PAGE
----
So rapid was the passage through the Straits that in a fortnight they had reached the Pacific. Drake's intention was to steer north and get out of the nipping cold, but a gale from the north-east came on and lasted three weeks, when the Marygold went down, and Winter, after waiting a month for Drake within the Straits, went home. Drake in the Golden Hind was swept south of Cape Horn, "where the Atlantic Ocean and the South Sea meet in a large and free scope."

Drake went ashore, and leaning over a promontory, amused himself by thinking that he had been further south than any man living.

After anchoring for some time in southern islands, Drake sailed north, and finding an Indian pilot, steered for Valparaiso.

In the harbour lay a Spanish ship waiting for a wind to carry them to Panama with their cargo of gold and wine of Chili. When the lazy crew saw a sail appearing, they made ready to welcome the newcomers with a pipe of wine, and beat a drum as a merry salute.

No foreign ship had ever been seen on those western coasts; they had no thought of danger, when a boat drew alongside, and Thomas Moon clambered up and shouted, "Abaxo perro!" ("Down! you dog!"), and began to lay about him lustily.

The eight Spaniards and three negroes on board were soon safely secured under hatches; then they rifled the little town, and took the prize out to sea for more leisurely search: 1770 jars of Chili wine and 60,000 pieces of gold and some pearls rewarded their efforts. Drake now wished to sack Lima and find Winter. Meanwhile he tarried in a hidden bay for a month, and refreshed his men in a delightful climate.

Then they proceeded slowly along the coast. One day while looking for water they came upon a Spaniard lying asleep with thirteen bars of silver by his side. "Excuse us, sir, but we could not really allow you to burden yourself with all this." Several merry raids of this sort kept the men jolly and in good temper. Leisurely though the Golden Hind was sailing northwards, no news had come to Lima of the English rover being on the sea.

A Portuguese piloted Drake into the harbour of Callao after nightfall, "sailing in between all the ships that lay there, seventeen in number." These they rifled, and heard that a ship, the Cacafuego, laden with silver, had just sailed. As they were getting ready to follow, a ship from Panama entered the harbour and anchored close by the Golden Hind. A customhouse boat put off and hailed them, and a Spaniard was in the act of mounting the steps when he saw a big gun mouthing at him. He was over the side in a moment and in his boat crying the alarm! The Panama vessel cut her cable and put to sea, but the Golden Hind followed in pursuit and soon caught her.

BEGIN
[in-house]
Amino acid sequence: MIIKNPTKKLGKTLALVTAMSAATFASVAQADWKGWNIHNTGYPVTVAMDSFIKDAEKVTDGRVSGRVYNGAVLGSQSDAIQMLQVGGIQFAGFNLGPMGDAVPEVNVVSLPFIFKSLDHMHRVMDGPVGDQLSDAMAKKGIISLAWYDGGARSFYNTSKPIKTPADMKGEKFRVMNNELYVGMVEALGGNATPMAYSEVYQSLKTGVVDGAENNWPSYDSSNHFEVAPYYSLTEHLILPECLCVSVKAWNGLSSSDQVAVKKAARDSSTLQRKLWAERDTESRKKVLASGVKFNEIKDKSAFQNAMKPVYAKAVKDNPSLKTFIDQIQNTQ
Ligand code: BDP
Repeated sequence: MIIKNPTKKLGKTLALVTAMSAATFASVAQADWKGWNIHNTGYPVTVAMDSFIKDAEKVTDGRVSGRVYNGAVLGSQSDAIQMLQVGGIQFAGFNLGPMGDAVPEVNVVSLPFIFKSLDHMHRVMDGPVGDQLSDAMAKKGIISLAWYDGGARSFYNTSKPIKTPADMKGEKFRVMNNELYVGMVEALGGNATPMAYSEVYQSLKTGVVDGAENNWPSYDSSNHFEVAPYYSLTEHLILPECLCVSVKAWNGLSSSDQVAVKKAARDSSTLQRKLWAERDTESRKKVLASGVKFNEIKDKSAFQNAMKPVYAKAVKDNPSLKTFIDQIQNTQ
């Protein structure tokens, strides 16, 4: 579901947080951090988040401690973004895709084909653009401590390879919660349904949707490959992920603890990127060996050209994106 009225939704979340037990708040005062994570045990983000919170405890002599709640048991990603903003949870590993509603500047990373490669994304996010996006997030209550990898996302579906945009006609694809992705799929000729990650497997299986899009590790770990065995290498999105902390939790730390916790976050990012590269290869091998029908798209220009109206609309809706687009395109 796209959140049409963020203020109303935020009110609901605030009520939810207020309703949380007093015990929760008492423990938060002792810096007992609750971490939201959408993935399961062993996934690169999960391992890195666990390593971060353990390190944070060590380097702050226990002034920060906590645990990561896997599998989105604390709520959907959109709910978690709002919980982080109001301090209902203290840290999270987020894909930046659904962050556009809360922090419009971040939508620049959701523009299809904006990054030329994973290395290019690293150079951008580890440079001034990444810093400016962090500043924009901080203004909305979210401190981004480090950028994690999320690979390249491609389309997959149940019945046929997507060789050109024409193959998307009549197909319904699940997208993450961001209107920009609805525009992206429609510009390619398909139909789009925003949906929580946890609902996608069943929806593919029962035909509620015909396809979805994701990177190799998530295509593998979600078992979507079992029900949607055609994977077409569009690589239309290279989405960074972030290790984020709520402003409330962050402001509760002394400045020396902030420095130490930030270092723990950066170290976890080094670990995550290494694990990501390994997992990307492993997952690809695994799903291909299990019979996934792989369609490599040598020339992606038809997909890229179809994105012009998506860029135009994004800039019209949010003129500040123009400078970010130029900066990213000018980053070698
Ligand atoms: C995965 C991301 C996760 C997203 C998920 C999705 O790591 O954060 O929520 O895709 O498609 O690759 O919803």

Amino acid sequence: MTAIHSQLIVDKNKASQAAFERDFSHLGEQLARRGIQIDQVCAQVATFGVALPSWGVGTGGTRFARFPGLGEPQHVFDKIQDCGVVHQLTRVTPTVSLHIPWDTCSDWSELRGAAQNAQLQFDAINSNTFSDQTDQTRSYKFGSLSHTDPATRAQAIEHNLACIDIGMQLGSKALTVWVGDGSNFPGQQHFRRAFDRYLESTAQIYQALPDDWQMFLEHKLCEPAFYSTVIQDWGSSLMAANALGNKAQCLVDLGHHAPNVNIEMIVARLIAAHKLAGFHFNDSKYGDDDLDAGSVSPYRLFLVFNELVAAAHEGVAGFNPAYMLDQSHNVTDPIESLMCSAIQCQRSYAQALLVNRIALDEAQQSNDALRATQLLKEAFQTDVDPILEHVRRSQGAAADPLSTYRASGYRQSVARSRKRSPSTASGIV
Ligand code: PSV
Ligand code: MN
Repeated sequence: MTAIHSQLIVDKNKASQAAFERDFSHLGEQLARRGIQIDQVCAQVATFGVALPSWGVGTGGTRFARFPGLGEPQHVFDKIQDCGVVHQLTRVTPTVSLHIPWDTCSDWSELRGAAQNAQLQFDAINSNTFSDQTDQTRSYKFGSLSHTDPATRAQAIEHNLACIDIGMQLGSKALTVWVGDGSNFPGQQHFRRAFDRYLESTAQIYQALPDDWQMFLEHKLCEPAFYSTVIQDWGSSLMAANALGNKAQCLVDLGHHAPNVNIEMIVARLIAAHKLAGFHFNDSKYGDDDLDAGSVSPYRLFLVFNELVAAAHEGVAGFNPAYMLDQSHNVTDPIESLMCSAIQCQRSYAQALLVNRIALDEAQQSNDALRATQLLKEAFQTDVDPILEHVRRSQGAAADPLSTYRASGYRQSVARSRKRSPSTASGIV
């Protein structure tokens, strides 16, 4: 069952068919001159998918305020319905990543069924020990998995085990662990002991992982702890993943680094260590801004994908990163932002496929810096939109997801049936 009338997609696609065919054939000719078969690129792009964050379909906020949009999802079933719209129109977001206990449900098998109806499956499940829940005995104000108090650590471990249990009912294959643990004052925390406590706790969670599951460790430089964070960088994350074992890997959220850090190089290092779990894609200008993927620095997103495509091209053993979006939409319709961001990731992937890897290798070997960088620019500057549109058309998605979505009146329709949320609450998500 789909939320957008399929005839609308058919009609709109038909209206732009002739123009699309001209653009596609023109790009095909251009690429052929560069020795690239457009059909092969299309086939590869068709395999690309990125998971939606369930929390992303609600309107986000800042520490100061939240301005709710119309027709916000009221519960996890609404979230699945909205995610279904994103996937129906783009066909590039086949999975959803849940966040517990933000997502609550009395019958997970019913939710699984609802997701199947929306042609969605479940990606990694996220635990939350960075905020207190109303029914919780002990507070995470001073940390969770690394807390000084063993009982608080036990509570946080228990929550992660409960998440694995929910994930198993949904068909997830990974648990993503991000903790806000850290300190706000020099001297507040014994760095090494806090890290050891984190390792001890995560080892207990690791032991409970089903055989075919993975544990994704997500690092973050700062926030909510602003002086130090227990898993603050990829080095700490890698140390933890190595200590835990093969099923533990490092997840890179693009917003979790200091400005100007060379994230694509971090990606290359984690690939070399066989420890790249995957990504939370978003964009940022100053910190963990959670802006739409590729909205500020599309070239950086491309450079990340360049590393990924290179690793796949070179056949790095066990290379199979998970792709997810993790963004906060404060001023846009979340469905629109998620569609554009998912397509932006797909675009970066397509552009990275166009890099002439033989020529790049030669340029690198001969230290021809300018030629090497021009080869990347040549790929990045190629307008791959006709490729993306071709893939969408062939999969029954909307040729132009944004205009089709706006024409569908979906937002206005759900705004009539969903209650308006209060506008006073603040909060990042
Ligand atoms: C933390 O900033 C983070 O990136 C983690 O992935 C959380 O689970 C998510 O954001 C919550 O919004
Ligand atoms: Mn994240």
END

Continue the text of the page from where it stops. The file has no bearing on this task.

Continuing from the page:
In the next few days, as they were following the Cacafuego, they made a few prizes, which pleased the men vastly; and after crossing the line on 24th February, saw the Cacafuego about four leagues ahead of them.

The Spanish captain slowed down for a chat, as he supposed; but when Drake hailed them to strike, they refused. " So with a great piece he shot her mast overboard, and having wounded the master with an arrow, the ship yielded."

Four days they lay beside her transferring the cargo - gold, silver, and precious stones - so that the Golden Hindwas now ballasted with silver.

The whole value was estimated at 360,000 pieces of gold. Drake gave the captain a letter of safe conduct in case he should meet his other ships.

"Master Wynter, if it pleaseth God that you should chance to meet with this ship of Senor Juan de Anton, I pray you use him well, according to my word and promise given unto them; and if you want anything that is in this ship, I pray you pay them double the value of it, which I will satisfy again; command your men not to do her any hurt.... I desire you, for the passion of Christ, if you fall into any danger, that you will not despair of God's mercy, for He will defend you and preserve you from all danger, and bring us to our desired haven: to whom be all honour, glory, and praise, for ever and ever. Amen. - Your sorrowful captain, whose heart is heavy for you, Francis Drake."

We are told that Robin Hood liked to attend mass every morning, but even he does not astonish us by his piety so much as this "great dragon" of the seas. No doubt it was all genuine, and he believed he was only doing his duty when he robbed King Philip's ships, and thereby weakened his power for persecuting those who did not agree with him in his religious views.

"They that take the sword shall perish with the sword."

Francis Drake felt himself commissioned by a greater than Queen Elizabeth. "I am the man I have promised to be, beseeching God, the Saviour of all the world, to have us in His keeping" - so he writes in his letter to Winter.